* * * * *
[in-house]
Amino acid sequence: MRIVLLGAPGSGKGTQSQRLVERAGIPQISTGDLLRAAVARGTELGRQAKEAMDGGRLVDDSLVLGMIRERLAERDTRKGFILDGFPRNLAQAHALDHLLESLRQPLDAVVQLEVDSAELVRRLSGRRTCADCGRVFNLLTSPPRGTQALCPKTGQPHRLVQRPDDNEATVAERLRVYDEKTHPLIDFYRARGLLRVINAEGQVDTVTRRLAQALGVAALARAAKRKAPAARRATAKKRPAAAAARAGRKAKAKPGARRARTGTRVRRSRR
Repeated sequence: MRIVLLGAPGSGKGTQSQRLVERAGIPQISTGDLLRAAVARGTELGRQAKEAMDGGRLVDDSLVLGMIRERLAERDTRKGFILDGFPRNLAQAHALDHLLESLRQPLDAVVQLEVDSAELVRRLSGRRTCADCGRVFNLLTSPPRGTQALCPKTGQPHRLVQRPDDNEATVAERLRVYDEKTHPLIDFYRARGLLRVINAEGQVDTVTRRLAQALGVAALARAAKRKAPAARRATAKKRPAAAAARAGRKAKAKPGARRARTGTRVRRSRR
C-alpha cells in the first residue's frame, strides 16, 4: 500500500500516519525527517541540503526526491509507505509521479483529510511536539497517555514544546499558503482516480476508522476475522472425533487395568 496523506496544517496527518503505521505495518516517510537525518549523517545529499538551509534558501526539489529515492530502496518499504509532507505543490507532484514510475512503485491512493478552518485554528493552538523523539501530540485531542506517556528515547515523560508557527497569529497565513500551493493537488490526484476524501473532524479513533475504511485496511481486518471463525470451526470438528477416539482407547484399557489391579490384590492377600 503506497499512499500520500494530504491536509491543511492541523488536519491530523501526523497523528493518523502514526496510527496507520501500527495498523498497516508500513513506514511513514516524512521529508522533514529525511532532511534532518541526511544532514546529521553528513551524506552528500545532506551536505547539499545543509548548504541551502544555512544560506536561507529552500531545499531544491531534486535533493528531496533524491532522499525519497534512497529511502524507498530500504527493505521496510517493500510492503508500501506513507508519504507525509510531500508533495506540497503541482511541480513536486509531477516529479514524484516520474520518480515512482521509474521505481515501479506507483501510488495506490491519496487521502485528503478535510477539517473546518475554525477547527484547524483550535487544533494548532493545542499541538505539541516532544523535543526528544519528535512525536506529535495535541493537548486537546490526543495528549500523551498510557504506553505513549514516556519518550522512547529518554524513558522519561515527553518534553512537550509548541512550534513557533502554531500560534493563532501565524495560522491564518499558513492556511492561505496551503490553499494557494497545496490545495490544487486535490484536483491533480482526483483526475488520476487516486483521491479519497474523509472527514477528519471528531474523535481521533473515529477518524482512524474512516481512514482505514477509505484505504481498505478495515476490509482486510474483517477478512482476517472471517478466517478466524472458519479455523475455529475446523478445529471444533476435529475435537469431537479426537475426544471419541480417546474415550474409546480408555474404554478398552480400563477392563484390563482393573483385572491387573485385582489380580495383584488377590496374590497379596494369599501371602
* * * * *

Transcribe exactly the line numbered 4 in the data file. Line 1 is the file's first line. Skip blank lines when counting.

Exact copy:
C-alpha cells in the first residue's frame, strides 16, 4: 500500500500516519525527517541540503526526491509507505509521479483529510511536539497517555514544546499558503482516480476508522476475522472425533487395568 496523506496544517496527518503505521505495518516517510537525518549523517545529499538551509534558501526539489529515492530502496518499504509532507505543490507532484514510475512503485491512493478552518485554528493552538523523539501530540485531542506517556528515547515523560508557527497569529497565513500551493493537488490526484476524501473532524479513533475504511485496511481486518471463525470451526470438528477416539482407547484399557489391579490384590492377600 503506497499512499500520500494530504491536509491543511492541523488536519491530523501526523497523528493518523502514526496510527496507520501500527495498523498497516508500513513506514511513514516524512521529508522533514529525511532532511534532518541526511544532514546529521553528513551524506552528500545532506551536505547539499545543509548548504541551502544555512544560506536561507529552500531545499531544491531534486535533493528531496533524491532522499525519497534512497529511502524507498530500504527493505521496510517493500510492503508500501506513507508519504507525509510531500508533495506540497503541482511541480513536486509531477516529479514524484516520474520518480515512482521509474521505481515501479506507483501510488495506490491519496487521502485528503478535510477539517473546518475554525477547527484547524483550535487544533494548532493545542499541538505539541516532544523535543526528544519528535512525536506529535495535541493537548486537546490526543495528549500523551498510557504506553505513549514516556519518550522512547529518554524513558522519561515527553518534553512537550509548541512550534513557533502554531500560534493563532501565524495560522491564518499558513492556511492561505496551503490553499494557494497545496490545495490544487486535490484536483491533480482526483483526475488520476487516486483521491479519497474523509472527514477528519471528531474523535481521533473515529477518524482512524474512516481512514482505514477509505484505504481498505478495515476490509482486510474483517477478512482476517472471517478466517478466524472458519479455523475455529475446523478445529471444533476435529475435537469431537479426537475426544471419541480417546474415550474409546480408555474404554478398552480400563477392563484390563482393573483385572491387573485385582489380580495383584488377590496374590497379596494369599501371602